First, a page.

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Review: 'Potiche' A Frothy, Fun Distraction

The Playlist By Kimber Myers | The Playlist March 25, 2011 at 1:58AM

French auteur Francois Ozon’s “Potiche” begins with a scene that seems straight out of a Disney movie; that is, if Sleeping Beauty were wearing a ‘70s-era tracksuit and she happened upon bunnies shagging like, well, bunnies. Catherine Deneuve’s Suzanne Pujol steadfastly treks through the woods, keeping her figure trim for her businessman husband as she composes poetry for the feathered and furry friends who surround her. But as Suzanne walks through an idyllic oasis and returns to her mansion, it becomes clear that her life is no fairy tale.
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French auteur Francois Ozon’s “Potiche” begins with a scene that seems straight out of a Disney movie; that is, if Sleeping Beauty were wearing a ‘70s-era tracksuit and she happened upon bunnies shagging like, well, bunnies. Catherine Deneuve’s Suzanne Pujol steadfastly treks through the woods, keeping her figure trim for her businessman husband as she composes poetry for the feathered and furry friends who surround her. But as Suzanne walks through an idyllic oasis and returns to her mansion, it becomes clear that her life is no fairy tale.

“Potiche” is essentially French for tchotchke, and it’s also used as slang for a trophy wife. Suzanne’s role in her husband’s life is purely decorative; Robert Pujol (Fabrice Luchini) scolds his wife for how she runs their household, and he is living--and loving--the cliché of having an affair with his secretary Nadege (Karin Viard). He’s a misogynistic boor who automatically assumes his daughter Joelle (Judith Godreche) won’t be as much of an asset at his umbrella factory as his son Laurent (Jeremie Renier) simply because she is a woman. This is the '70s, but Robert is stuck firmly in the ‘50s.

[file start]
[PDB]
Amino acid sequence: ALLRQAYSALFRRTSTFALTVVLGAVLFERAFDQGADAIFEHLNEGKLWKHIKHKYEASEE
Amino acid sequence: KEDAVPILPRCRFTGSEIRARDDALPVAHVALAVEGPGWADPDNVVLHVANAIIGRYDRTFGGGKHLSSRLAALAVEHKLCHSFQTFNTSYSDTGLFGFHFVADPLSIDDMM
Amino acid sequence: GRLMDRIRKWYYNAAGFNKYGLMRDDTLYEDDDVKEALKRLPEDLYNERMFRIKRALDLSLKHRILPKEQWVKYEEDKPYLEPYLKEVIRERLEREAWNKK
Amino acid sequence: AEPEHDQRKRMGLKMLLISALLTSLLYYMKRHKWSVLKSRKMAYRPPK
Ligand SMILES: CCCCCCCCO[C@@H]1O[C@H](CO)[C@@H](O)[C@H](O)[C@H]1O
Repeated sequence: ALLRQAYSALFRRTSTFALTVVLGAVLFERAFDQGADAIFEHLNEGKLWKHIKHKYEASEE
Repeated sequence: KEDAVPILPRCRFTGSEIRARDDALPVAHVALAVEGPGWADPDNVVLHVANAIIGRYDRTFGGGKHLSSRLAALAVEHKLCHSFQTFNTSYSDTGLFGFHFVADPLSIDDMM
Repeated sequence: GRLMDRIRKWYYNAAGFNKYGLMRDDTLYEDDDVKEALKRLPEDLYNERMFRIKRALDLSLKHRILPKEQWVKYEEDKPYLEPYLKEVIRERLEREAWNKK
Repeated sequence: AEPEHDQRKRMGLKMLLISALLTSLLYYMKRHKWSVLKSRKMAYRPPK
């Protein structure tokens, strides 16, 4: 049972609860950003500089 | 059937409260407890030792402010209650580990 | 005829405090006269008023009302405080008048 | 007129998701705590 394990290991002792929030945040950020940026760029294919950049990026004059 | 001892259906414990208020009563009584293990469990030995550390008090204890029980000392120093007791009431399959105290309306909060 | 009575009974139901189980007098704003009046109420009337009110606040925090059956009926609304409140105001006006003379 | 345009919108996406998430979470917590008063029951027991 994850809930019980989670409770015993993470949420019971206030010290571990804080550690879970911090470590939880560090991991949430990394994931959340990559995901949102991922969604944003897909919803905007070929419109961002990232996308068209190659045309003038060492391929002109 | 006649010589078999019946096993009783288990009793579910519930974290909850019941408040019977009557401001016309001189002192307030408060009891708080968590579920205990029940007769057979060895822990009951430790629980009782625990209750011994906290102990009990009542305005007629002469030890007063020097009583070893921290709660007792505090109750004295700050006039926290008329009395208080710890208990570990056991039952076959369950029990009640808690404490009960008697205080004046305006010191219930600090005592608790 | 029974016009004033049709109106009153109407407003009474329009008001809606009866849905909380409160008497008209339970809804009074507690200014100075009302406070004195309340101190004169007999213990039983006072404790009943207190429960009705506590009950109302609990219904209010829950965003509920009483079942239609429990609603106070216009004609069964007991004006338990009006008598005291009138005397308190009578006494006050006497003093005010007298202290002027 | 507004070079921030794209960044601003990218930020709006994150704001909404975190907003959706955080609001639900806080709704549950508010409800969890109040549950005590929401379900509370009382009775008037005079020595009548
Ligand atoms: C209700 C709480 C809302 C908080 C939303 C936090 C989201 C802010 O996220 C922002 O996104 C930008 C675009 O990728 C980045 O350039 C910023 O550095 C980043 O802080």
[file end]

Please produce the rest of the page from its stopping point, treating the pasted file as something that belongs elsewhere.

He handles his workers as well as he handles his family, and it’s little surprise when they strike and take him hostage. With the help of Robert’s sworn enemy and Suzanne’s ex-lover, left-wing union organizer Maurice Babin (Gerard Depardieu), Suzanne helps negotiate his release and while he recovers, she takes over the factory that was once her father’s business. When he returns, a struggle for power within the business and the family erupts, pitting wife against husband in what is supposed to be a hilarious battle of the sexes.

With “Potiche,” Ozon returns to the candy-colored satire of previous films like “8 Women” and “Sitcom” and strays from his more recent, more realistic dramas such as “Hideaway,” “Time to Leave” and “5x2.” There are some sexy surprises that elicit giggles, and it’s often fun in an intentionally ridiculous sort of way. However, it’s hard to see exactly what, if anything, Ozon is trying to say. “Potiche” is feminist in a kitschy, second-wave style where everyone seems struck by the idea that a woman could run a factory, most of all Suzanne herself. At times the film is forward-thinking, and other times it seems to validate the backward ideas of the day.

Ozon adapted “Potiche” from the play by Pierre Barillet and Jean-Pierre Gredy, and he added a third act where Suzanne extends her power from business to the political arena. It feels tacked on, an attempt to further hammer in Suzanne’s suitability as a leader. The film randomly ends with the heroine singing a song called “C’est beau la vie,” and it’s never been more clear that subtlety in a script is not Ozon’s strong point. This is how he ends a film that essentially serves as a whole-face-contorting wink at the audience while he shoves in plots about decades-old affairs and concerns about possible incest.

However, it’s the gorgeous visuals and a solid performance from the always captivating Deneuve that buoy “Potiche” and turn it into a fast 90-minute affair. Deneueve is still stunning, and it’s wonderful to see her reunite with Depardieu as both of them seem to be having a blast. But the collaboration between Ozon, director of photography Yorick Le Saux, production designer Katia Wyszkop, and costume designer Pascaline Chavanne deserves credit as well. Each moment seems perfectly composed, as clothing perfectly coordinates with the set, and it’s all contained within a well-framed shot. Much of Ozon’s more recent work including “Hideaway” and “Time to Leave” lacks the energetic style that made his earlier films like “Swimming Pool” and “8 Women” seem so well-crafted, and this is a fine return to form in that respect. Even though we don’t really care about the dialogue or script at times, it’s easy--and fun!--to be distracted by the pretty pictures. [B-]

This article is related to: Actors, Actresses, Foreign Films, Review, Foreign Directors, Gerard Depardieu, Fabrice Luchini, Potiche, Francois Ozon